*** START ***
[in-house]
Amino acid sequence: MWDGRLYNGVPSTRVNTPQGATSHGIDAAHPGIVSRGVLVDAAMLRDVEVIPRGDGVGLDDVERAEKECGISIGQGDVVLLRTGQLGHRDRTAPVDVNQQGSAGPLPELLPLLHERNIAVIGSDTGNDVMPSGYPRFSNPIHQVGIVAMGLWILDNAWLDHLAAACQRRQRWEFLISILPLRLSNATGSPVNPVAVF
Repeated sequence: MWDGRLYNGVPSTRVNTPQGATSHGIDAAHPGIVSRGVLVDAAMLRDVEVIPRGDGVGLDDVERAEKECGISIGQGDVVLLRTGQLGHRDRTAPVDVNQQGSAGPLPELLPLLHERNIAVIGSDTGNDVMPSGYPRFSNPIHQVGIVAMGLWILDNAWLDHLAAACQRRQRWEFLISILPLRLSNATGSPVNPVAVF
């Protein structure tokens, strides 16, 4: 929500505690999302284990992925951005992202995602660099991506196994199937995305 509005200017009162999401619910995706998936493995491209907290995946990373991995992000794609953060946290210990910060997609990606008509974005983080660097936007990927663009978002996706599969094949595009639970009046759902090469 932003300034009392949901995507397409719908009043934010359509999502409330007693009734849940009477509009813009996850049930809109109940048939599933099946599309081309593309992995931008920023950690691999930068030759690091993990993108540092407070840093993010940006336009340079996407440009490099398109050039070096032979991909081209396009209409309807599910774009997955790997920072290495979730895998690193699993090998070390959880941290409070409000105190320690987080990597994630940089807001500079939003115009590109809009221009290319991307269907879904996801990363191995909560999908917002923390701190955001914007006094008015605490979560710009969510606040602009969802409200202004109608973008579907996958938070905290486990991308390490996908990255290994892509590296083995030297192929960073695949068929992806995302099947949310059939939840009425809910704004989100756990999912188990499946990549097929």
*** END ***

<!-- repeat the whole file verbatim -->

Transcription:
[in-house]
Amino acid sequence: MWDGRLYNGVPSTRVNTPQGATSHGIDAAHPGIVSRGVLVDAAMLRDVEVIPRGDGVGLDDVERAEKECGISIGQGDVVLLRTGQLGHRDRTAPVDVNQQGSAGPLPELLPLLHERNIAVIGSDTGNDVMPSGYPRFSNPIHQVGIVAMGLWILDNAWLDHLAAACQRRQRWEFLISILPLRLSNATGSPVNPVAVF
Repeated sequence: MWDGRLYNGVPSTRVNTPQGATSHGIDAAHPGIVSRGVLVDAAMLRDVEVIPRGDGVGLDDVERAEKECGISIGQGDVVLLRTGQLGHRDRTAPVDVNQQGSAGPLPELLPLLHERNIAVIGSDTGNDVMPSGYPRFSNPIHQVGIVAMGLWILDNAWLDHLAAACQRRQRWEFLISILPLRLSNATGSPVNPVAVF
């Protein structure tokens, strides 16, 4: 929500505690999302284990992925951005992202995602660099991506196994199937995305 509005200017009162999401619910995706998936493995491209907290995946990373991995992000794609953060946290210990910060997609990606008509974005983080660097936007990927663009978002996706599969094949595009639970009046759902090469 932003300034009392949901995507397409719908009043934010359509999502409330007693009734849940009477509009813009996850049930809109109940048939599933099946599309081309593309992995931008920023950690691999930068030759690091993990993108540092407070840093993010940006336009340079996407440009490099398109050039070096032979991909081209396009209409309807599910774009997955790997920072290495979730895998690193699993090998070390959880941290409070409000105190320690987080990597994630940089807001500079939003115009590109809009221009290319991307269907879904996801990363191995909560999908917002923390701190955001914007006094008015605490979560710009969510606040602009969802409200202004109608973008579907996958938070905290486990991308390490996908990255290994892509590296083995030297192929960073695949068929992806995302099947949310059939939840009425809910704004989100756990999912188990499946990549097929």